25th October 2000, 01:09
Sai were used in a lot of ways.You could use'em to plant seeds by poking holes in the ground, etc.

As for a nunte bo, there are other nunte bo kata, and shinkaen taira taught what is called Tokyo Kobudo, using similar postures to Funakoshi's(who's stdentt he was in karate) karate, which are not the original Okinawan positions at all.

See Yamani Ryu Bojutsu and Matayoshi Kobudo, whch latter contains nunti bo kata different from the Taira created Jigen No Nunte Bo,such as Matayoshi No nunti bo created by Shimpo Matayshi, contemporary also, who has created katas for all the weapons..

See, there were no kobujutsu kata on Okinawa for anything but bo, before recent times.Only techniques, for the rest of them.

There were weapons dances for the bo, and there were of course Chinese forms for the sai and others, but the tonfa or tuifa, who ever saw these in China?
Tonfa was a mill handle.Nunchaku were horse bridles but much thinner of course.Sai were sa, or tjabang, or Twin Short Rods, but could be used to implant beans or seeds in the ground.

As for the fisherman using nunti bo for a boat pike and not a fish spear, fine,it's still a tool.

Also Seikichi Odo teaches kobujutsu of the Matayoshi lineage, with frog gig and shield,(yari and tinbe) with shield being a tortoise shell.

Also he does a nunti bo kata where you whirl the bo in a circle above the head to catch a fisherman's net cast at you.

So did farmer's and fishermen develop bujutsu, or were they the samurai, earning their pedestrian livings?

[Edited by kusanku on 10-24-2000 at 07:19 PM]

25th October 2000, 04:11
Originally posted by kusanku

Nunchaku were horse bridles but much thinner of course.

I disagree with you in several places, but I'm only going to mention this one. Nunchaku were flails, used to husk rice.

Originally posted by kusanku

So did farmer's and fishermen develop bujutsu, or were they the samurai, earning their pedestrian livings?

The answer is obvious.

Having trained with some of the senior instructor on Okinawa (however briefly), humping up and down the island (that's "hiking" for you non-military types), and discussing it with the local budoka, I remain convinced that most of the weapons of Okinawan kobudo were, in fact, farm tools. Some were not--the tortoise shell shield, tekko, sai (a popular Asian police weapon, and uses much less metal than a katana)... But the most popular ones--tonfa and nunchaku--were.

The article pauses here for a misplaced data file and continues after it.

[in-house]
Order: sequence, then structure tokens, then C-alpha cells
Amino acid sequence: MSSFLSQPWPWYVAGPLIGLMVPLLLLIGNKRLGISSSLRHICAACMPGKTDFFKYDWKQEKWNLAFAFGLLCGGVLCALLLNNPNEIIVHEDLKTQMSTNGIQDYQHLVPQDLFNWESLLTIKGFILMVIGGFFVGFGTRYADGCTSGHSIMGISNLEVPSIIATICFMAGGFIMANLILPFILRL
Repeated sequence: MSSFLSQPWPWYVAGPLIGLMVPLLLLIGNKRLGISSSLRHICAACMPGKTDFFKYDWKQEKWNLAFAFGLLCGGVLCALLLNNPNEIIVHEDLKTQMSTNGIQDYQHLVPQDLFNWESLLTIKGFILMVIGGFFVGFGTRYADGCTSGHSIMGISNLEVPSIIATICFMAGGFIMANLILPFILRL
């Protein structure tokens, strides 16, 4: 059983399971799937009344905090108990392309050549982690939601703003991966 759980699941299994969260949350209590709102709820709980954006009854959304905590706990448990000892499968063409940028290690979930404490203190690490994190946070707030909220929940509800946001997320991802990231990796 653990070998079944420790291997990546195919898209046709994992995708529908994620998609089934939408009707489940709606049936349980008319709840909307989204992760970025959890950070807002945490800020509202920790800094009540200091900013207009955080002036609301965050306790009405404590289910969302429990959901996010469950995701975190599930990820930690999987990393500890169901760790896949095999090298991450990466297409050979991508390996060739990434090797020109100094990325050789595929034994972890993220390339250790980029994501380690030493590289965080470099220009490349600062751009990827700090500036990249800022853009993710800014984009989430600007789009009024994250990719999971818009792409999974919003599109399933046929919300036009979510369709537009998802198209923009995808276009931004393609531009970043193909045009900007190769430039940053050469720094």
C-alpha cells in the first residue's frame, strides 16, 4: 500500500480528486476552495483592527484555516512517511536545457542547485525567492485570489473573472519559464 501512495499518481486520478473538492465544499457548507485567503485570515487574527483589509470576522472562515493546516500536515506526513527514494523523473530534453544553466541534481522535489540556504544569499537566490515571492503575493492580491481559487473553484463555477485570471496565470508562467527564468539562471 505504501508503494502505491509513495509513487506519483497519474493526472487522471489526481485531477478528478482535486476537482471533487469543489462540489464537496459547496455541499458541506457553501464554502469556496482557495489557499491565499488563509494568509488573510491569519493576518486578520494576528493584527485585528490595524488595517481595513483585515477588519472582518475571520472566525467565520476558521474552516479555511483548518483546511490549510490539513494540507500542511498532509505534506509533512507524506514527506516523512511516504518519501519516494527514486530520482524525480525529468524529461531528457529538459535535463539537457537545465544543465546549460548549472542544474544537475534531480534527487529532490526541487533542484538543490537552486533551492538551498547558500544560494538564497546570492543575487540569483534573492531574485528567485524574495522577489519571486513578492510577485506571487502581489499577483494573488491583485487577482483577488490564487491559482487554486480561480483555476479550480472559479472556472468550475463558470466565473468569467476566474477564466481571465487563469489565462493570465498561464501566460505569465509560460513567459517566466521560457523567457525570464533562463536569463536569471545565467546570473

[Edited by yamatodamashii on 10-24-2000 at 10:24 PM]

25th October 2000, 07:44
Kusanku wrote
"As for a nunte bo, there are other nunte bo kata, and shinkaen taira taught what is called Tokyo Kobudo, using similar postures to Funakoshi's(who's stdentt he was in karate) karate, which are not the original Okinawan positions at all."

Taira Shinken studied Kobudo under Yabiku Moden who as I understand it never taught in Tokyo. This attituide that the moment anyone ever went to Tokyo they learnt some watered down version of karate or kobujutsu is absurd.

Taira was surrounded by such people as Funakoshi, Mabuni, Motobu. Their pedigrees are well documneted. To imply that their teachings were somehow incomplete because it does not fit into your view of things is merely poisoning the well.

Lets consider the facts:
Taira invented the manji sai design. This seems to be historically accepted and I have seen no one else contest this or site another inventor.

The nunte bo is a bo with a manji sai mounted on it.

This would imply that the nunte bo came into existence after the creation of the manji sai.

If so then it could hardly be considered a traditional Okinawan weapon. It may be effective and it may have katas, but it would be no older than +/- 50 years.

Also we have to consider the shortage of metal in Okinawa. This appears to be one of the major reasons that their tinbe were turtle shells rather than metal, or wood with metal reinforcements.

If this were true I do not feel that they would invent the metal sai purely as an agricultural implement. Yes you can poke rice holes with it, but you can do the same with an M-16 assault rifle. Hardly it's original purpose.

If anybody trains with practioners of the Fillipino martial arts, perhaps we could get their history of the tjabang (sai) and the tabak toyok (nunchaku).

25th October 2000, 08:51
First of all, Jason, I have seen early versions of nunchaku that were in fact horse bridles.

The nunchku itself seems too short for a rice flail, the san setsu kon was more used for this, but maybe some used them for this.

Secondly, we agree on Okinawan implements being farming tools.

Thirdly, yes, the farers developed bujutsu and were samurai, both.

Fourthly, my Okinawan Kenpo teacher was a United States Marine who had been stationed on Okinawa and learned his art in Kin Village, naha and ago City.

Fifthly, I am not a nonmilitary type, as I am ex-USAF, and I was trained as a North Vietnamese Interpreter.

Next, Adrian, you misread my intent, I said Taira taught what is called by many Okinawan karate and kobudo people "Tokyo Kobudo,' because his kata use Funakoshi's modified karate stances , and are less fluid or Chinese looking than Matayoshi kobudo or Yamani ryu, and I am not poisoning the well, I am telling the truth, because I have practiced Shotokan, Matsubayashi ryu Shorin ryu, and Okinawan Kenpo, for twnety seven, twenty eight and twenty eight years respectively, so I may know a little what I am talking about when I tell you that Shotokan karate, has altered its stances, techniques and rhythm to conform to Anko Itosu's system of school child karate, introduced on Okinawan in the 1900's, with the dangerous footwork and techniques having safeties put in, so to speak.